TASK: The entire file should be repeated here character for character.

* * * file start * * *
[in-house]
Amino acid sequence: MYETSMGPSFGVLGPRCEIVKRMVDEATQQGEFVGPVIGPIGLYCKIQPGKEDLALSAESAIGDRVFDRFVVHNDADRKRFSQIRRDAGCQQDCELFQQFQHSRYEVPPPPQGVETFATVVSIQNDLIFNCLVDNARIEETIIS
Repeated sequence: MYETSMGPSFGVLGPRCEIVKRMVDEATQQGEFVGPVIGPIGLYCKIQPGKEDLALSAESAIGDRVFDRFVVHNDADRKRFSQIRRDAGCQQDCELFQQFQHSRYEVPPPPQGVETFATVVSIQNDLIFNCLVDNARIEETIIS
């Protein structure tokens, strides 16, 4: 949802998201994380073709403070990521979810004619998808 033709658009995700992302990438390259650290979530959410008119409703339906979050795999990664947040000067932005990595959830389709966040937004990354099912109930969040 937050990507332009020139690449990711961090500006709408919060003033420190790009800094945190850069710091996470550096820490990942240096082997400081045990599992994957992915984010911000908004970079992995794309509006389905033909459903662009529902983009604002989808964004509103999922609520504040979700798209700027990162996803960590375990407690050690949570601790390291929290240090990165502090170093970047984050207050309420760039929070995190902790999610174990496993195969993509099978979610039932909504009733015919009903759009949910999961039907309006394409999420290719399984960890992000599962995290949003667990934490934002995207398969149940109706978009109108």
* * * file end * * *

[in-house]
Amino acid sequence: MYETSMGPSFGVLGPRCEIVKRMVDEATQQGEFVGPVIGPIGLYCKIQPGKEDLALSAESAIGDRVFDRFVVHNDADRKRFSQIRRDAGCQQDCELFQQFQHSRYEVPPPPQGVETFATVVSIQNDLIFNCLVDNARIEETIIS
Repeated sequence: MYETSMGPSFGVLGPRCEIVKRMVDEATQQGEFVGPVIGPIGLYCKIQPGKEDLALSAESAIGDRVFDRFVVHNDADRKRFSQIRRDAGCQQDCELFQQFQHSRYEVPPPPQGVETFATVVSIQNDLIFNCLVDNARIEETIIS
């Protein structure tokens, strides 16, 4: 949802998201994380073709403070990521979810004619998808 033709658009995700992302990438390259650290979530959410008119409703339906979050795999990664947040000067932005990595959830389709966040937004990354099912109930969040 937050990507332009020139690449990711961090500006709408919060003033420190790009800094945190850069710091996470550096820490990942240096082997400081045990599992994957992915984010911000908004970079992995794309509006389905033909459903662009529902983009604002989808964004509103999922609520504040979700798209700027990162996803960590375990407690050690949570601790390291929290240090990165502090170093970047984050207050309420760039929070995190902790999610174990496993195969993509099978979610039932909504009733015919009903759009949910999961039907309006394409999420290719399984960890992000599962995290949003667990934490934002995207398969149940109706978009109108």